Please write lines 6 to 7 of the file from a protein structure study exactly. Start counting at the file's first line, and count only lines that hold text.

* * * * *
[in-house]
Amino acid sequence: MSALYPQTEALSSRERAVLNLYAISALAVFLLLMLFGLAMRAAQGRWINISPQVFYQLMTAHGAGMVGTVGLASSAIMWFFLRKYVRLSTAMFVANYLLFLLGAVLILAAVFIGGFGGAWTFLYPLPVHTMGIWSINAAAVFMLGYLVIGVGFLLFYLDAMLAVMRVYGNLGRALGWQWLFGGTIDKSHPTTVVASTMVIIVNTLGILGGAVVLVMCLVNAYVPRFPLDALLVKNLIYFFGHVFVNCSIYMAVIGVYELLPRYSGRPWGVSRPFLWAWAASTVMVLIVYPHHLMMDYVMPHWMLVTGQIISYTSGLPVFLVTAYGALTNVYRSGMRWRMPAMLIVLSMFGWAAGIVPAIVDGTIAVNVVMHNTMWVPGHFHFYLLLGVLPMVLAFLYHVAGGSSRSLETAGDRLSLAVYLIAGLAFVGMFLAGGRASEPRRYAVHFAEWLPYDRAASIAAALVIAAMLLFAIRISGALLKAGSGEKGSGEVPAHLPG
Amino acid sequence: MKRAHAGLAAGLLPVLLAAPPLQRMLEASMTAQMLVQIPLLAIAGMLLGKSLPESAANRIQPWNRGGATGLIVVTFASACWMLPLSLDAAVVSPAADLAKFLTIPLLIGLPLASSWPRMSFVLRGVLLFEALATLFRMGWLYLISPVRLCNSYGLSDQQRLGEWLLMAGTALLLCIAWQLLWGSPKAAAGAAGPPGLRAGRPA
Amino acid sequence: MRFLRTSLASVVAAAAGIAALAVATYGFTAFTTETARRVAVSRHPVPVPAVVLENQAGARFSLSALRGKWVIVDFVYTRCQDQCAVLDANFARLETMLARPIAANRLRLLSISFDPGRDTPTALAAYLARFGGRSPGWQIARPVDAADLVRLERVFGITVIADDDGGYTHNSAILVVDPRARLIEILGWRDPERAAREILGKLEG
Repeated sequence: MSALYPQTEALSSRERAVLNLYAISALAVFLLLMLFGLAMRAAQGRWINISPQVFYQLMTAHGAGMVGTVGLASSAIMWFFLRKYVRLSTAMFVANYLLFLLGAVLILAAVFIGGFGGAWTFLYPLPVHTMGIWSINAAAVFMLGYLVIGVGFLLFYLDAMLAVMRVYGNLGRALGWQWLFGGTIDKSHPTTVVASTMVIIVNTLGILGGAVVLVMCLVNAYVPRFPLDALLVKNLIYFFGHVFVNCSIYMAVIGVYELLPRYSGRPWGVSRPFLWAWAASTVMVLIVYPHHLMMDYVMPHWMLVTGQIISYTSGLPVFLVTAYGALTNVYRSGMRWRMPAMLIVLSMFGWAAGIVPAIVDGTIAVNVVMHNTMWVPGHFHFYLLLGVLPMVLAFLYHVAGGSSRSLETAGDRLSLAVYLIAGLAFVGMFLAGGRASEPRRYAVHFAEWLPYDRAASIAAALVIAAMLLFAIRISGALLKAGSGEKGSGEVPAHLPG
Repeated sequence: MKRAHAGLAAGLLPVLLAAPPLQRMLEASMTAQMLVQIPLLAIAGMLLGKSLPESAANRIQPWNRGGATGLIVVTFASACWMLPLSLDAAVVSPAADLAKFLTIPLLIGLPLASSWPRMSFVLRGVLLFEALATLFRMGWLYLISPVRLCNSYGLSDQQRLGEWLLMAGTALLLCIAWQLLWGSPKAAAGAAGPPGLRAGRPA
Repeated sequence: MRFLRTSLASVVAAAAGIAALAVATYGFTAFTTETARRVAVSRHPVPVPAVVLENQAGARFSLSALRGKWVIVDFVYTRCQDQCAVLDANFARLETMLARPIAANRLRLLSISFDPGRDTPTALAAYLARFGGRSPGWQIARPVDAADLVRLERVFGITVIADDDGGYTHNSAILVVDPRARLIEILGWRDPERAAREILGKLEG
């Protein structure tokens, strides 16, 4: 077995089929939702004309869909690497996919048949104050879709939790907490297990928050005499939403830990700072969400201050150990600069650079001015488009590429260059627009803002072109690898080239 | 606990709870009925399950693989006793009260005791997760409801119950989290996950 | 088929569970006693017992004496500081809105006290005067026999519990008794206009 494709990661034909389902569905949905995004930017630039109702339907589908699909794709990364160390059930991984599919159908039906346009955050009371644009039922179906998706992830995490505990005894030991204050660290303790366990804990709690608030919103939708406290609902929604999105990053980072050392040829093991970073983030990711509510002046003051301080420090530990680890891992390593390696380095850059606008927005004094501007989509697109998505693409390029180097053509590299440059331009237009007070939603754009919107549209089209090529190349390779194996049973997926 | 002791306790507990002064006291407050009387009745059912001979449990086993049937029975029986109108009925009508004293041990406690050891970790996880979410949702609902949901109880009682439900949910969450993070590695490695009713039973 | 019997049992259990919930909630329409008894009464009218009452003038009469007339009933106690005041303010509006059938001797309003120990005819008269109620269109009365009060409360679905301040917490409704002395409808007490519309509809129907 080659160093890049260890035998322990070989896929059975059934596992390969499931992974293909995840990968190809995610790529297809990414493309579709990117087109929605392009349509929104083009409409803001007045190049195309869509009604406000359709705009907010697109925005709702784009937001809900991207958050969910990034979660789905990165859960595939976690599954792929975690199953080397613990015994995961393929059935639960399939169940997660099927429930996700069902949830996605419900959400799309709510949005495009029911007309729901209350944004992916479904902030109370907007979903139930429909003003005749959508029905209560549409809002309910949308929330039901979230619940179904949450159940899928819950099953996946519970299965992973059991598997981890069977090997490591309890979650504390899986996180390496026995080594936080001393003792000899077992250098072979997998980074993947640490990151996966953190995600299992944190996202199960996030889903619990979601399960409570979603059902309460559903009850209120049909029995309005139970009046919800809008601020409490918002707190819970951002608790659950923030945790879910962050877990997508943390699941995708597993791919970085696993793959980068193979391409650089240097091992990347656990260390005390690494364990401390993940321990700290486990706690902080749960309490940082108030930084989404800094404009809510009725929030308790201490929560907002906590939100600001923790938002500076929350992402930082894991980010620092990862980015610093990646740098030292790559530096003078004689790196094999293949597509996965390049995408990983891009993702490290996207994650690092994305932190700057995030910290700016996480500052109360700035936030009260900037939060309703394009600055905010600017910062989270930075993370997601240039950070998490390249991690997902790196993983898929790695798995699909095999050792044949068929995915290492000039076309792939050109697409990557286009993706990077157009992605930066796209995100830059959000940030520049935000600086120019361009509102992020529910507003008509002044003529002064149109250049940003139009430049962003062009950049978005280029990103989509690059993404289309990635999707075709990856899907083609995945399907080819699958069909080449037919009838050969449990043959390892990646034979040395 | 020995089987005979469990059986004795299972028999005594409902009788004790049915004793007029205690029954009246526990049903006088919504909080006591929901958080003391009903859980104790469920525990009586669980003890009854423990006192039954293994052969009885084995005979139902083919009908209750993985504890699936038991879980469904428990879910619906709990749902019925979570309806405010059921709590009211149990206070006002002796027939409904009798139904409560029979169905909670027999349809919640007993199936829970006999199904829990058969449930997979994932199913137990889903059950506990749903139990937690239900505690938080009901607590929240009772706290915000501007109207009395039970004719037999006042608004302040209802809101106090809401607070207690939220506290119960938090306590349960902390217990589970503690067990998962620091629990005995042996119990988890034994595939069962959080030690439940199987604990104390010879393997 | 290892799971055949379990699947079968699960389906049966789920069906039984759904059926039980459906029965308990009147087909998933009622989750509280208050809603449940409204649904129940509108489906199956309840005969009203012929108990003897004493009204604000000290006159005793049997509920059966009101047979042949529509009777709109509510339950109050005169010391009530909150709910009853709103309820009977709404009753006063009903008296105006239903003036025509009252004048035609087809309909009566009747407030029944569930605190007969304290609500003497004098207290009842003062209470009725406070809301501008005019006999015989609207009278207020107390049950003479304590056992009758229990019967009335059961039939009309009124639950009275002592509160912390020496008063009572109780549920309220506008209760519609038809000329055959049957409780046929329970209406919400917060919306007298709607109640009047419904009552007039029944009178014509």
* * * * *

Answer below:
Repeated sequence: MKRAHAGLAAGLLPVLLAAPPLQRMLEASMTAQMLVQIPLLAIAGMLLGKSLPESAANRIQPWNRGGATGLIVVTFASACWMLPLSLDAAVVSPAADLAKFLTIPLLIGLPLASSWPRMSFVLRGVLLFEALATLFRMGWLYLISPVRLCNSYGLSDQQRLGEWLLMAGTALLLCIAWQLLWGSPKAAAGAAGPPGLRAGRPA
Repeated sequence: MRFLRTSLASVVAAAAGIAALAVATYGFTAFTTETARRVAVSRHPVPVPAVVLENQAGARFSLSALRGKWVIVDFVYTRCQDQCAVLDANFARLETMLARPIAANRLRLLSISFDPGRDTPTALAAYLARFGGRSPGWQIARPVDAADLVRLERVFGITVIADDDGGYTHNSAILVVDPRARLIEILGWRDPERAAREILGKLEG